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AstraZeneca scores positive real-world Forxiga data

Published on 16/09/15 at 10:20am

The real-world study of AstraZeneca’s diabetes drug Forxiga has found its use in UK patients primary care patients supports the results seen in clinical trials.

The study, presented at the European Association for the Study of Diabetes (EASD) congress in Stockholm, found that the reductions in blood glucose and weight that were seen in AstraZeneca’s clinical trial programme are also observed in real-world practice.

This is the first study looking at real-world use of a sodium-glucose co-transporter-2 (SGLT2) inhibitor in UK primary care. Researchers anonymised the records of 1,732 people with type 2 diabetes who were treated with Forxiga (dapagliflozin), taken from the Clinical Practice Research Datalink (CPRD).

Patients’ blood sugar and weight measurements were recorded at different time points. In the overall group, the average reductions seen in blood sugar levels, measured as HbA1c percentage, ranged from -0.89 to 1.16%, and weight differences between -2.6 to 4.6kg, respectively, across the different time periods analysed.

The study also looked specifically at the most common treatment combinations with Forxiga, and found similar average reductions in HbA1c and weight, respectively, across subgroups in the different time periods analysed when used in combination with metformin, in triple therapy and as an add-on to insulin.

Forxiga is recommended by NICE for some people with type 2 diabetes. Globally, AstraZeneca faces competition in this class of drug from Boehringer Ingelheim and Lilly’s co-marketed SGLT2 drug Jardiance (empagliflozin), and Johnson & Johnson’s competitor Invokana (canagliflozin)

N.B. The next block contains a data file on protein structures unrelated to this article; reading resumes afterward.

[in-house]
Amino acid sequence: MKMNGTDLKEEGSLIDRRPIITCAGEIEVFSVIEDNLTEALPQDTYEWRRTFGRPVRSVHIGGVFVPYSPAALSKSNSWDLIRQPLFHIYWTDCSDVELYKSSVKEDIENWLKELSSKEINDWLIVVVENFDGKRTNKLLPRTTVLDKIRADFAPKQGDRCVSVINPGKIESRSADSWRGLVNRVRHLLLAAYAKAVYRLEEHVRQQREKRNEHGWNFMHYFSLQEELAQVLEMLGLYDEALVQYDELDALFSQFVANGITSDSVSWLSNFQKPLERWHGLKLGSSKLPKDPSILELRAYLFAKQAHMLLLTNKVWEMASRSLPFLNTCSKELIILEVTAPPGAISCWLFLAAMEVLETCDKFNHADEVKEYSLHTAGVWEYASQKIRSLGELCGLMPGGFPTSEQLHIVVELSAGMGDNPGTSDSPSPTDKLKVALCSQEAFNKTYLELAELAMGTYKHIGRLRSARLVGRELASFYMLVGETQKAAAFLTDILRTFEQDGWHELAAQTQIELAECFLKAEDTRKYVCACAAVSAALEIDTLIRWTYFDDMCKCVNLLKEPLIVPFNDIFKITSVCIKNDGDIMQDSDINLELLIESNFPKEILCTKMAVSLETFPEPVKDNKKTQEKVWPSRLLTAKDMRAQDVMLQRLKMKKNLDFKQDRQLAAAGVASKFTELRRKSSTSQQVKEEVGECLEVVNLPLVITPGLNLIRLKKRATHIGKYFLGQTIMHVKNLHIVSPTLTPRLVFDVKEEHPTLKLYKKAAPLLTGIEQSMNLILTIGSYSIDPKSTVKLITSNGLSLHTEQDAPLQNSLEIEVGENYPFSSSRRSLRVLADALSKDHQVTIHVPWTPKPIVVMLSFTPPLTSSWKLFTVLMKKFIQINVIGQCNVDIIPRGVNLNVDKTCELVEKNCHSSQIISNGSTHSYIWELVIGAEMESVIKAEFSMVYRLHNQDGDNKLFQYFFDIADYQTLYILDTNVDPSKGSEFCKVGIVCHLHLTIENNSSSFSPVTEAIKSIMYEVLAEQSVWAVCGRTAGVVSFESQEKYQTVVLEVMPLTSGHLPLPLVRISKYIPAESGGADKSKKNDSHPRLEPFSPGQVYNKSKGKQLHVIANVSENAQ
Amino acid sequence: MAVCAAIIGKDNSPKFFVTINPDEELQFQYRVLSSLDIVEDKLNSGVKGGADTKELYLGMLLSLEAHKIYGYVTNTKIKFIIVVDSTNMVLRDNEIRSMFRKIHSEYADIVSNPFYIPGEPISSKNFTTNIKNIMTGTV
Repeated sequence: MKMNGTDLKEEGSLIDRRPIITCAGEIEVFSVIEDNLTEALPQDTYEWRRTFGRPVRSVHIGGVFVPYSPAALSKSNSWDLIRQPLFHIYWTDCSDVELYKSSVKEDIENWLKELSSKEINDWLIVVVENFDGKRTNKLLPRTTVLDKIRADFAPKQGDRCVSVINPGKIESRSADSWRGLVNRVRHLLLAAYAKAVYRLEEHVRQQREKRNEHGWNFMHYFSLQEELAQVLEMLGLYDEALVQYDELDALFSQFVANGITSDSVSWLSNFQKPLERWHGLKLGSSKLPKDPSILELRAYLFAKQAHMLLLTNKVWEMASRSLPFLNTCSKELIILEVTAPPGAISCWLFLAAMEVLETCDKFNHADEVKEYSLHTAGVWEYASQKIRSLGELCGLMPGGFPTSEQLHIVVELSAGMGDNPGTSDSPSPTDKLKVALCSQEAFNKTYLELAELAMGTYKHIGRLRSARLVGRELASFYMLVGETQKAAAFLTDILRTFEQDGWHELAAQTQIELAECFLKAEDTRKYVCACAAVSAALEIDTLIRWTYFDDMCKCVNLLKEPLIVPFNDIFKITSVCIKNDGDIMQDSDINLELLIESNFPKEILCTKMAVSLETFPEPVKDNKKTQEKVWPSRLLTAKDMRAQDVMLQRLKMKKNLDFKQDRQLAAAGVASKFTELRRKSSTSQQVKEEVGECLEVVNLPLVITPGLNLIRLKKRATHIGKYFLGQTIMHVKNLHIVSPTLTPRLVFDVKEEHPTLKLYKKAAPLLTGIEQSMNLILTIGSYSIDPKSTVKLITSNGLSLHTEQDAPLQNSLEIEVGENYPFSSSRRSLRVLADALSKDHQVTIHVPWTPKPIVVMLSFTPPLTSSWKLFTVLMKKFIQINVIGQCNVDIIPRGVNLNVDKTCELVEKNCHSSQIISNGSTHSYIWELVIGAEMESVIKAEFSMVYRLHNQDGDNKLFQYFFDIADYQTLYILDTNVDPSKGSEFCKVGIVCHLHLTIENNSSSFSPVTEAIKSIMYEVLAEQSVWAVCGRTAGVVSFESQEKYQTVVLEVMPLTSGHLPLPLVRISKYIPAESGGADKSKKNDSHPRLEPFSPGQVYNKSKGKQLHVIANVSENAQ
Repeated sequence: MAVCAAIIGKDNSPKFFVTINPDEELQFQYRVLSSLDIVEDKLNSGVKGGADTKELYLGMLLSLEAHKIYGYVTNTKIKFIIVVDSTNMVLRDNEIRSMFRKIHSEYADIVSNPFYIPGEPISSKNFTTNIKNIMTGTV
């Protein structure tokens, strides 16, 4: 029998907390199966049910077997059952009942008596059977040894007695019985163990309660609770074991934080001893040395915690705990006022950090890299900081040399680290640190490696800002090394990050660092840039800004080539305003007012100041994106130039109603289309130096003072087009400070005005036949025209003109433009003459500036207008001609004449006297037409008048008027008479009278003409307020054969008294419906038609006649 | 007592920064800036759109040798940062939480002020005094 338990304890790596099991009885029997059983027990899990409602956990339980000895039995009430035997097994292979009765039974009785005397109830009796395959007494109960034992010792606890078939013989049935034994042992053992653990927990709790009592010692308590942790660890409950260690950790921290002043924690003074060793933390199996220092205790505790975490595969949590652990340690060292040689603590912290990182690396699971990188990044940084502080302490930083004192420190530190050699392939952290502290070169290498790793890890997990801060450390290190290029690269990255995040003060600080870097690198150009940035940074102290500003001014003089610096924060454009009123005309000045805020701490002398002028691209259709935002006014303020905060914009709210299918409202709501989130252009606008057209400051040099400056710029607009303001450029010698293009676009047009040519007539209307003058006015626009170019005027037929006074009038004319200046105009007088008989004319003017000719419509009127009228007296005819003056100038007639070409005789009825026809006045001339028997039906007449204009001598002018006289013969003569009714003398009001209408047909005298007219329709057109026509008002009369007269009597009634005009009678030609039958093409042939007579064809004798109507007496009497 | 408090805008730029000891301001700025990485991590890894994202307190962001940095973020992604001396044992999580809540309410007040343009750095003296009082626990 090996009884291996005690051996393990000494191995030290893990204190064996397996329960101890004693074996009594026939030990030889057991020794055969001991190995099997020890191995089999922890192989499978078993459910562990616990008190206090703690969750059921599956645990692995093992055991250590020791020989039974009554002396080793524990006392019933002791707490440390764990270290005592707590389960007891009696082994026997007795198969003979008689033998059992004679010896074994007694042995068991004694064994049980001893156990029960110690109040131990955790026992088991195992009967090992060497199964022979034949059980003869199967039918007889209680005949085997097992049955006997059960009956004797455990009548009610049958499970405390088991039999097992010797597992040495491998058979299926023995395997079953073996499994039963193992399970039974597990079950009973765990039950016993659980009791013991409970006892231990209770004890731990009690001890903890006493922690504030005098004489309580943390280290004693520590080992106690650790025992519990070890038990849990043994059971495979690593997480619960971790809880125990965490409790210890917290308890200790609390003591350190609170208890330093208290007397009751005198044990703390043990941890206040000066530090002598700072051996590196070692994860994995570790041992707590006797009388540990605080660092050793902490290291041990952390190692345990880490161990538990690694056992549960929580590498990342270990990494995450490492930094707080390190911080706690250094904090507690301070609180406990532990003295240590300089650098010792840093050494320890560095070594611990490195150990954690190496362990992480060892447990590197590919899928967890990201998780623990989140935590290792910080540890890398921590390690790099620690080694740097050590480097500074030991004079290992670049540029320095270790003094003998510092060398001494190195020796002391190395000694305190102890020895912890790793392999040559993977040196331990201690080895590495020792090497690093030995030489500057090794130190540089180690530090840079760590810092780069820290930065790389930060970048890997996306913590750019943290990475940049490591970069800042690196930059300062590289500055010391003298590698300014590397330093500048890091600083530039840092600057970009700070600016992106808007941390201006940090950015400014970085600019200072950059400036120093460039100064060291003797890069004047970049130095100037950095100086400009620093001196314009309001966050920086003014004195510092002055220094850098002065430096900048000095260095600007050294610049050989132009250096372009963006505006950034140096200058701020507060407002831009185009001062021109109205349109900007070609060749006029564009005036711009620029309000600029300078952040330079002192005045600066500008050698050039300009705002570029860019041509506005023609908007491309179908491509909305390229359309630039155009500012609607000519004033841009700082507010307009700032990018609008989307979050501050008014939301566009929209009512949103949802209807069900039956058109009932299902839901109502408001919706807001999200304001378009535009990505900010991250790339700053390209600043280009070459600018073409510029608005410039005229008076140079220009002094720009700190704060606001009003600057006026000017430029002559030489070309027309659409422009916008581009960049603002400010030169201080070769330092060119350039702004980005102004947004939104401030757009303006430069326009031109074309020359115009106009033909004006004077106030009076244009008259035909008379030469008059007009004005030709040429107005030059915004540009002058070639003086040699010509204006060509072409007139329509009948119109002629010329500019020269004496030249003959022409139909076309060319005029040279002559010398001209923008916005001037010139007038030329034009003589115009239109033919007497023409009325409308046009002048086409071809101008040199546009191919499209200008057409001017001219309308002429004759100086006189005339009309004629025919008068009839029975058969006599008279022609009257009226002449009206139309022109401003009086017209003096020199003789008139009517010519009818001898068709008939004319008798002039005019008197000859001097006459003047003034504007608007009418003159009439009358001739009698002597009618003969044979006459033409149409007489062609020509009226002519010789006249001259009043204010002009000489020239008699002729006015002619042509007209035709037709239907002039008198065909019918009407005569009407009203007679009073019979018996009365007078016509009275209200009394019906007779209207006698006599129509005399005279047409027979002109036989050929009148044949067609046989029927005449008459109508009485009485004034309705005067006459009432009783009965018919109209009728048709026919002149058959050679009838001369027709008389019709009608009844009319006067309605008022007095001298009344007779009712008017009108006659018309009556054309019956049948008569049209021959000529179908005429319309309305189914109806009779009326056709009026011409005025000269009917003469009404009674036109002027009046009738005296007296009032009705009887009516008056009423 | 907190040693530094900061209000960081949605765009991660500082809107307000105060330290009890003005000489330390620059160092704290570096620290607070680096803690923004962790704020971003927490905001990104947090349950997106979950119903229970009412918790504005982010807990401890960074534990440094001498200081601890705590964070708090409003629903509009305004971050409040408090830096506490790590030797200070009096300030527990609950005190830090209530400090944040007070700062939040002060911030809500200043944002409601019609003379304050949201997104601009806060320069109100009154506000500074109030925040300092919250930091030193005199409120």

“In the UK, more than 60,000 patients have been treated with dapagliflozin since launch in 2012, and it is the only SGLT2 inhibitor with almost three years of patient experience,” says Lisa Anson, president of AstraZeneca UK and Ireland. “Dapagliflozin is now the first SGLT2 inhibitor to have these data in the UK, showing reductions in HbA1c and weight in real-world clinical practice, which provides reassurance to clinicians and brings to life the impact that this medicine is having on individual patient lives in the UK.”

In a second real-world study, AstraZeneca presented results of Exenatide once weekly (Bydureon), which found people who took a weekly treatment had less frequent upper and lower gastrointestinal adverse events compared to people who took shorter-acting drugs in the same class (called glucagon-like peptide-1 receptor agonists, of GLP-1 RAs), including AstraZeneca’s exenatide twice daily Novo Nordisk’s Victoza (liraglutide) once daily (LiraQD).

A real-world evidence study of German health insurance claims looked at adherence rates of more than 5,000 patients taking Bydureon and more than 24,000 patients taking Victoza once a week. Over a six-month period there was a significant difference in the proportion of patients with an adherence rate of at least 80%, at 53.4% for patients receiving Bydureon and 47.7% for those receiving Victoza.

“Given variations in dosing frequency across GLP-1 agents, it is important that physicians understand the differences between daily and weekly options,” says Elisabeth Björk, who is vice president, head of cardiovascular and metabolic diseases, and global medicines development at AstraZeneca. “These data strengthen support behind exenatide once weekly on key factors that can potentially impact patient outcomes and quality of life.”

Lilian Anekwe

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